Summit Brewing Company held out for almost 30 years. They declined a ride on the über-hopped bandwagon. While everyone else was brewing big, bitter, IPAs and double IPAs (even some who shouldn’t, given their overall mission), Summit held strong. It was only a couple of years ago that they finally relented with the release of Sága. Now, with the eighteenth beer in the Unchained Series they have gone whole hog with a Double IPA.
I’m bored with hops, in case that wasn’t clear. I know all IPAs are not alike, but whenever I taste a new one I can’t help but say to myself, “Yeah, it’s another IPA.” They are not all alike, but they are all so very, very similar. And there are so damn many of them.
But I won’t harsh on Summit too much for entering the fray. It was bound to happen sooner or later. And Hop silo Double IPA is part of the Unchained Series. Brewers can do what they want. And brewer Eric Harper is mixing the style up a bit by combining all English malts with ample dosages of a variety of American hops, including a new one called Lemondrop. Even though double IPA is not my favorite style of beer, I was intrigued and anxious to give it a whirl.
Here’s my notes:
Unchained #18: Hop Silo Double IPA Summit Brewing Company, St. Paul, Minnesota
Style: Double/Imperial IPA
Serving Style: 16 oz. can
Aroma: Hops dominate, but don’t explode from the glass. It’s an herbal/savory hop experience as much as a fruity one. Spearmint and herbs. Tropical fruit – mango and pineapple. A background of garlic chives. Light dry-hopped grassiness. Malt is very slight with a bit of a caramel tinge and a faint impression of sweetness. Alcohol is noticeable.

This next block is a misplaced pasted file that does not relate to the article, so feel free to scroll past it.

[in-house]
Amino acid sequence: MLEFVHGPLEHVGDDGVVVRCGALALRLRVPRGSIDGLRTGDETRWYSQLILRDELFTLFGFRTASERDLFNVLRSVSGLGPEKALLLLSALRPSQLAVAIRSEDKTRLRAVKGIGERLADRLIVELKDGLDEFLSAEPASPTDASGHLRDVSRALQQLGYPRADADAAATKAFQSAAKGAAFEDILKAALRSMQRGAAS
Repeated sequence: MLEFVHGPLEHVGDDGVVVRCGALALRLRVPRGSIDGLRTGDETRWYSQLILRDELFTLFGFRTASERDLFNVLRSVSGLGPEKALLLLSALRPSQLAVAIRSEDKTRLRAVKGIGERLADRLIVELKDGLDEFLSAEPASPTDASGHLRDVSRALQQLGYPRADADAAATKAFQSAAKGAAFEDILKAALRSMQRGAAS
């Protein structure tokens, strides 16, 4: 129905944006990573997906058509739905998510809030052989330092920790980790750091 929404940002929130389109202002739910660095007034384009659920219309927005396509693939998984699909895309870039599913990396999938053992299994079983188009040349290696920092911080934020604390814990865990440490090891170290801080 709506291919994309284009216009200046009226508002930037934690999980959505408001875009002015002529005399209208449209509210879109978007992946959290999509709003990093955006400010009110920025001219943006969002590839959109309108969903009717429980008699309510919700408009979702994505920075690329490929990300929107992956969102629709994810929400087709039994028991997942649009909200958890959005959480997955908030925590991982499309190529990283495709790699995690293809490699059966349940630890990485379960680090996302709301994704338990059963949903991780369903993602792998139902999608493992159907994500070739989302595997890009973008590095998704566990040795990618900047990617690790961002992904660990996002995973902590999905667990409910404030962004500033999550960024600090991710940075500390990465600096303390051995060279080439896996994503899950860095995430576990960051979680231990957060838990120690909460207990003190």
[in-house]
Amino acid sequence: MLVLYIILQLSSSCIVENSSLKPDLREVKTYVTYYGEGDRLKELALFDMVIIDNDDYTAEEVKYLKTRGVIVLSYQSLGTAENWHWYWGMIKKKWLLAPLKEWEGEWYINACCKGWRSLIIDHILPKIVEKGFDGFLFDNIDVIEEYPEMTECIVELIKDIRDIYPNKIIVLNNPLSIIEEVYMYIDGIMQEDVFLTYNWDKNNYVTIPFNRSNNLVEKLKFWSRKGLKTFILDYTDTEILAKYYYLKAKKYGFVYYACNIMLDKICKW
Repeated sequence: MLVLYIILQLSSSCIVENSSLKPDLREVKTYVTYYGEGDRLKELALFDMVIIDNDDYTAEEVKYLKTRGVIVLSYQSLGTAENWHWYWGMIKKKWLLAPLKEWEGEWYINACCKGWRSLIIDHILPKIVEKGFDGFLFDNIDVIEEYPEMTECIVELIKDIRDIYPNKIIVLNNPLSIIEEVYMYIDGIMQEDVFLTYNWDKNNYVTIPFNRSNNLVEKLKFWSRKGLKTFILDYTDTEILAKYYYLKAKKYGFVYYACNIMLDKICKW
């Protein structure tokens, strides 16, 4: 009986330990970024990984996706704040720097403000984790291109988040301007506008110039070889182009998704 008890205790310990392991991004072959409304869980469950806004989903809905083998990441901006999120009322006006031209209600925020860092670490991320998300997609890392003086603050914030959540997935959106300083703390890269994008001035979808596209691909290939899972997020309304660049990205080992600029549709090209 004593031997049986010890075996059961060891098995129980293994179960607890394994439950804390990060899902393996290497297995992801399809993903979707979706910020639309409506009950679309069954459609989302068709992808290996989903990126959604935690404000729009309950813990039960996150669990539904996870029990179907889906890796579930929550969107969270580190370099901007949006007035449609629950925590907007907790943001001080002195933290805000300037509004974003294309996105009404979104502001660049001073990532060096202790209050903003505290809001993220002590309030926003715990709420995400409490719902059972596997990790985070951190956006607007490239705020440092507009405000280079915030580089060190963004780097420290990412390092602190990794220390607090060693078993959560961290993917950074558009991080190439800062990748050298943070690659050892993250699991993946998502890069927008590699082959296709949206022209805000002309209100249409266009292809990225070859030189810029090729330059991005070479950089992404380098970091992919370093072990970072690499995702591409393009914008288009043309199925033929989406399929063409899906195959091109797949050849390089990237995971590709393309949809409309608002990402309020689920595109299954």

Appearance: Full, creamy, off-white head with good retention. Medium copper color and brilliant.
Flavor: Flavor follows the aroma but with a stronger malt presence. Hops still dominate. Bitterness is medium-high – relatively easy-drinking for the style. It intensifies as you sit with the beer. Malt sweetness balances well, but doesn’t overpower the bitter. English toffee and toasted biscuit define the malt character. Hop flavors are high with the same savory/fruity quality as the aroma. Herbs, mint, chive, garlic, ripe mango, pineapple, and a background hint of lemon. The finish is semi-dry with lingering bitterness and fruit.
Mouthfeel: Medium body. Low hop astringency. Medium carbonation.
Overall Impression: A moderately intense double IPA. The lingering bitterness has bit of a harsh edge, but isn’t overwhelming. I am particularly sensitive to the garlic and chive character that comes from certain hops – Apollo likely in this case. It’s not a flavor that I care for in beer and unfortunately I pick it up fairly strongly in this one. With the caveat that I’m not a huge fan of the double IPA, I will say that this is not my favorite beer of the Unchained Series. It’s well-enough made, but not to my taste for reasons mentioned. Your mileage may vary.
Your first chance to try Hop Silo will be at Winterfest this Friday and Saturday night at the Union Depot in St. Paul. Apparently there are still tickets available. An official release will be held at the Summit Beer Hall on Saturday, February 28th from 4-9pm. You’ll be able to try the beer and chat with brewer Eric Harper. Further release events will follow all week long at locations throughout the Twin Cities.